Reviewed by Ben Hogwood
What’s the story?
Bibio has timed this release rather well. Sleep On The Wing is essentially a short album or a long EP, depending on your view – but it is an exploration of life in the wake of a loss, as well as a study of escaping the city to find peace in the countryside. In that sense Bibio – real name Stephen WIlkinson – is uncannily reflecting what many city commuters have found during the Coronavirus lockdown period, that an extended period in the country can shift the patterns of the mind considerably.
Sleep On The Wing is a deepening of Bibio’s folk connections too, using field recordings to bring the pure sounds of the countryside into the music, but also continuing his love of acoustic instruments. It has ten tracks and lasts just under half an hour.
What’s the music like?
Blissful. If you were indeed looking for music to help you escape the city, or as a distraction from the overwhelm brought on by electronic media in recent times, then this is definitely for you.
The music feels like a carefree celebration of the countryside, respectfully done but beautifully voiced. The pastoral language is soft but never too twee, and feels as green and pleasant as the beautiful cover from Joe Giacomet.
There is a slightly woozy feel about Bibio’s vocals, and when applied to the title track they give an appealing and slightly whimsical air. On Oakmoss they complement the rich acoustic guitar lines and ruminative violin,
The instrumentals are rather lovely. The Milky Way Over Ratlinghope spins a picturesque tale with the silvery tone of a viola and treble lines that include brief reveries for flute and wordless vocal. By contrast Awpockes is led by a softly picked guitar, while A Couple Swim follows the ripples of the water with the lazy lapping of its guitar,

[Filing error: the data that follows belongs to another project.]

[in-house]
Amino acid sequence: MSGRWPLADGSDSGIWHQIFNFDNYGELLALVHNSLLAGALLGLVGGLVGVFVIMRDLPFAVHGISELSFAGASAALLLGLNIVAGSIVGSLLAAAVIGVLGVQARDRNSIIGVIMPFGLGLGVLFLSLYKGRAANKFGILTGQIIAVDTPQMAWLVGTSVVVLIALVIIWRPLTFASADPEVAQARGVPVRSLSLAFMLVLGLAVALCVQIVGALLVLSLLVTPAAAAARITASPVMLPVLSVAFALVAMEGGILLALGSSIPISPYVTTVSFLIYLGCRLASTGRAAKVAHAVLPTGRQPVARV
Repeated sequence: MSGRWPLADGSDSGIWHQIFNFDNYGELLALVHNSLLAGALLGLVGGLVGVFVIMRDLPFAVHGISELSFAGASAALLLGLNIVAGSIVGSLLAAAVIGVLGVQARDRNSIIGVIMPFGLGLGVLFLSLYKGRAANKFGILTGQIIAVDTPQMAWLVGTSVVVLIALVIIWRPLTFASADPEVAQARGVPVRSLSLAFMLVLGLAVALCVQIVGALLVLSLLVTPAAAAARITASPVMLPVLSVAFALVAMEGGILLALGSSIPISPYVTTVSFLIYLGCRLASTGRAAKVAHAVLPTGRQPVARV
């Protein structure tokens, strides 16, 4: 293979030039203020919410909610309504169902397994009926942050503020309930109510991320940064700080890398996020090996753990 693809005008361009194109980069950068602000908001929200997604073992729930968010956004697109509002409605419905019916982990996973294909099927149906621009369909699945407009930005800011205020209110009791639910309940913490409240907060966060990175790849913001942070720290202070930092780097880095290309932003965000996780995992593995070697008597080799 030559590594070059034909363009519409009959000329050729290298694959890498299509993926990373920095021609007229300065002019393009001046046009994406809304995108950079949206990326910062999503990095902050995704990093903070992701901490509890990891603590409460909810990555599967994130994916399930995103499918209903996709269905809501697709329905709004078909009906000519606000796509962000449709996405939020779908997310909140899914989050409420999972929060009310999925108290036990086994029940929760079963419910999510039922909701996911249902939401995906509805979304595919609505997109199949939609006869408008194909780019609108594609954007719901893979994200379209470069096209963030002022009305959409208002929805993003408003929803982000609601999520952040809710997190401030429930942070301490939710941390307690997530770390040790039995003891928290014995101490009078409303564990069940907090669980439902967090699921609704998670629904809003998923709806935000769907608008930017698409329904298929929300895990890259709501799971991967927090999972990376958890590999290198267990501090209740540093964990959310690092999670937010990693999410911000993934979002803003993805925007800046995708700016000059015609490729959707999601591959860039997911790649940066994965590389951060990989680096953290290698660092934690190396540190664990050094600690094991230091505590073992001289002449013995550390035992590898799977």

The field recordings add to the charm. With what sounds like a thrush singing over running water, Bibio ensures Lightspout Hollow is bursting with life, while Crocus has a murkier profile.
Does it all work?
Yes, beautifully. Bibio’s songs or instrumental threads never outstay their welcome – if anything they could easily be stretched out for at least half their length, for his compressed way of working means time is never wasted.
Is it recommended?
Yes. Sleep On The Wing gets a strong recommendation, adding to the full to bursting Bibio discography a half-hour of pastoral charm. He is a remarkably consistent producer, but even so this is up there with his best work.
You can buy Bibio’s new release from the Warp Records website